Researchers found that three out of four children with uncomplicated appendicitis were successfully treated with antibiotics instead of surgery in this recent study.
Nearly 200 children in the U.S. are hospitalized for appendicitis every day. That's 700,000 kids a year, whose only treatment option is surgery. But now, there may be an alternative: In a new study, antibiotics alone were shown to be a safe, effective treatment for the condition.
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Researchers at Nationwide Children's Hospital found that three out of four children with early/mild, uncomplicated appendicitis were successfully treated with non-operative measures, and remained so even after one year. Huge news! Especially when you consider that, compared to urgent appendectomy, the use of antibiotics was associated with less recovery time, lower health costs, and no difference in the rate of complications at one year.
"Surgery has long been the 'gold standard' of care for treating appendicitis because by removing the appendix we eliminate the chance that the appendicitis will ever come back," said Katherine J. Deans, M.D., who led the study, published today in JAMA Surgery. "However...we noticed that patients with appendicitis who were placed on antibiotics overnight until their surgery the following morning felt better the next day. So [we] asked ourselves: Do they really need to have surgery?"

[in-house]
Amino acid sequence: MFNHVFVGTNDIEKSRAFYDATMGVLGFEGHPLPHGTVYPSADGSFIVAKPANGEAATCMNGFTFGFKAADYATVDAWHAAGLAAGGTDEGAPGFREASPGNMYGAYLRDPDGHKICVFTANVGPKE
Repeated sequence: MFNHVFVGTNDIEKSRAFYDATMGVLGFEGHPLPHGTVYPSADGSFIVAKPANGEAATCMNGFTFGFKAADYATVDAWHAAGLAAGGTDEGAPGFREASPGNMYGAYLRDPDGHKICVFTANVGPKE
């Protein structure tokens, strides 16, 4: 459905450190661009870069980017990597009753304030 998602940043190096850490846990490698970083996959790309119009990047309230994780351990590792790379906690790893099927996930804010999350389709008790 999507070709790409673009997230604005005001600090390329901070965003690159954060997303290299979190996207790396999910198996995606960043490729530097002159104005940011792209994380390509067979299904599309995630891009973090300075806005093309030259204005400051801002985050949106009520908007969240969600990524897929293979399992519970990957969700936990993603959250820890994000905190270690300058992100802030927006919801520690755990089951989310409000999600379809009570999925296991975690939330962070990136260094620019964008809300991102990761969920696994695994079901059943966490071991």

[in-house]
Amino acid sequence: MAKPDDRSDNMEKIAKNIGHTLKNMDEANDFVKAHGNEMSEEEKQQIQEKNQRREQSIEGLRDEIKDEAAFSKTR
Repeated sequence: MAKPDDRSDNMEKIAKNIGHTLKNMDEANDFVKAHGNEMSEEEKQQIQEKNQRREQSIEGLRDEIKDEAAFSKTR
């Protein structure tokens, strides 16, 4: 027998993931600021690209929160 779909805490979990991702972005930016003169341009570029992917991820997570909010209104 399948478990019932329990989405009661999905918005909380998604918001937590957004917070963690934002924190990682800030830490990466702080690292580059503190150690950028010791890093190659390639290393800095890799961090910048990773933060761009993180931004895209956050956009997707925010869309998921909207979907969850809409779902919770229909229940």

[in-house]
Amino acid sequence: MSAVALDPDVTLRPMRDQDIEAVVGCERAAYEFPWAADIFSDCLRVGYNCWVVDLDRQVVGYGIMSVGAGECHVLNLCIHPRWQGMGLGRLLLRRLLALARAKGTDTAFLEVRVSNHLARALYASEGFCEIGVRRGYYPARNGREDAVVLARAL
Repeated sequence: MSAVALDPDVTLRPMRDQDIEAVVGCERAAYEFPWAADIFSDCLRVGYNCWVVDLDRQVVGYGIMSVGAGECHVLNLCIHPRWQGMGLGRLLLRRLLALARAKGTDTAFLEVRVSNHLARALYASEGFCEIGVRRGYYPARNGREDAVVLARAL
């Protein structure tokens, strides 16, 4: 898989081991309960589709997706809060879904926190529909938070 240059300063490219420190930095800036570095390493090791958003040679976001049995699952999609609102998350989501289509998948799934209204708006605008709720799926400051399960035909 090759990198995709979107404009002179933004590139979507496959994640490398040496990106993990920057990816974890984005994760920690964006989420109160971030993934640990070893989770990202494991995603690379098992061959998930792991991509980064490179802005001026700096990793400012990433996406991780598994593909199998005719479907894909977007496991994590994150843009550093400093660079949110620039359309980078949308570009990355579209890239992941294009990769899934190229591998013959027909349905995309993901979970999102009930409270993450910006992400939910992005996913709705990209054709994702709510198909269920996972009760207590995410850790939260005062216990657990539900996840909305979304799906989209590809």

For the first study of its kind in the U.S., the researchers enrolled 102 patients ages 7 to 17 who were diagnosed with uncomplicated acute appendicitis between October 2012 and October 2013. Thirty-seven families chose antibiotics alone and 65 opted for surgery. The children in the non-operative group were admitted to Nationwide Children's Hospital and received IV antibiotics for at least 24 hours, followed by oral antibiotics after discharge for a total of 10 days. Among those patients, 95 percent showed improvement within 24 hours and were discharged without undergoing surgery.
One year later, three out of four of them did not have appendicitis again and had not undergone surgery. "Families who chose to treat their child's appendicitis with antibiotics, even those who ended up with an appendectomy because the antibiotics didn't work, have expressed that for them it was worth it to try antibiotics to avoid surgery," said Peter C. Minneci, M.D., who co-headed the study with Dr. Deans. "These patients avoided the risks of surgery and anesthesia, and they quickly went back to their activities."
According to Dr. Deans, the findings are exciting because they expand a family's options. "Most parents are concerned about having surgery, in general," she said. "They're also very concerned about anesthesia. Some parents are very concerned about appendicitis coming back. It's really a matter of aligning your preferences, your values, what you think is most important to you, with the treatment that is best for you and your family."
The researchers added that they intend to follow all the children in this study for as long as possible, to see if those treated with non-operative management continue to thrive.